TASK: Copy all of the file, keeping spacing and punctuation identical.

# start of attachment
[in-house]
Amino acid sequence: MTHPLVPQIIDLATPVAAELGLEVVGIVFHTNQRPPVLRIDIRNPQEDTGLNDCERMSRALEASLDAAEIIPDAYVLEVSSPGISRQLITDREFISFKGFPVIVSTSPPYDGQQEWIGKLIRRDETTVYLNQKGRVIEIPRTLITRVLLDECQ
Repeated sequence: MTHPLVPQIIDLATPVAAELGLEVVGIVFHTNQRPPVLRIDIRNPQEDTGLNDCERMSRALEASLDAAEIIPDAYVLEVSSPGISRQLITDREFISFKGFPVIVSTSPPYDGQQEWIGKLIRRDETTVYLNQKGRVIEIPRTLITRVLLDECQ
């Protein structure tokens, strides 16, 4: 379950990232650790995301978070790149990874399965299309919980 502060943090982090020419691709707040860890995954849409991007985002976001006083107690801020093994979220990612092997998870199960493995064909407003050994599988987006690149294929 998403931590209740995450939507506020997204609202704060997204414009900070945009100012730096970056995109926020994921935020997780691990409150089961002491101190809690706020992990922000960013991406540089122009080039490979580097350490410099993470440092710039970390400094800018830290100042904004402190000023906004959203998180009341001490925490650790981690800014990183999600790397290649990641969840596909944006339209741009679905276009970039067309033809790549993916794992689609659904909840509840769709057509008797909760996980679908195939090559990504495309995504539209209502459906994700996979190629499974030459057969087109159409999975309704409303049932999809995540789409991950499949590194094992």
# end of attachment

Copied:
[in-house]
Amino acid sequence: MTHPLVPQIIDLATPVAAELGLEVVGIVFHTNQRPPVLRIDIRNPQEDTGLNDCERMSRALEASLDAAEIIPDAYVLEVSSPGISRQLITDREFISFKGFPVIVSTSPPYDGQQEWIGKLIRRDETTVYLNQKGRVIEIPRTLITRVLLDECQ
Repeated sequence: MTHPLVPQIIDLATPVAAELGLEVVGIVFHTNQRPPVLRIDIRNPQEDTGLNDCERMSRALEASLDAAEIIPDAYVLEVSSPGISRQLITDREFISFKGFPVIVSTSPPYDGQQEWIGKLIRRDETTVYLNQKGRVIEIPRTLITRVLLDECQ
């Protein structure tokens, strides 16, 4: 379950990232650790995301978070790149990874399965299309919980 502060943090982090020419691709707040860890995954849409991007985002976001006083107690801020093994979220990612092997998870199960493995064909407003050994599988987006690149294929 998403931590209740995450939507506020997204609202704060997204414009900070945009100012730096970056995109926020994921935020997780691990409150089961002491101190809690706020992990922000960013991406540089122009080039490979580097350490410099993470440092710039970390400094800018830290100042904004402190000023906004959203998180009341001490925490650790981690800014990183999600790397290649990641969840596909944006339209741009679905276009970039067309033809790549993916794992689609659904909840509840769709057509008797909760996980679908195939090559990504495309995504539209209502459906994700996979190629499974030459057969087109159409999975309704409303049932999809995540789409991950499949590194094992």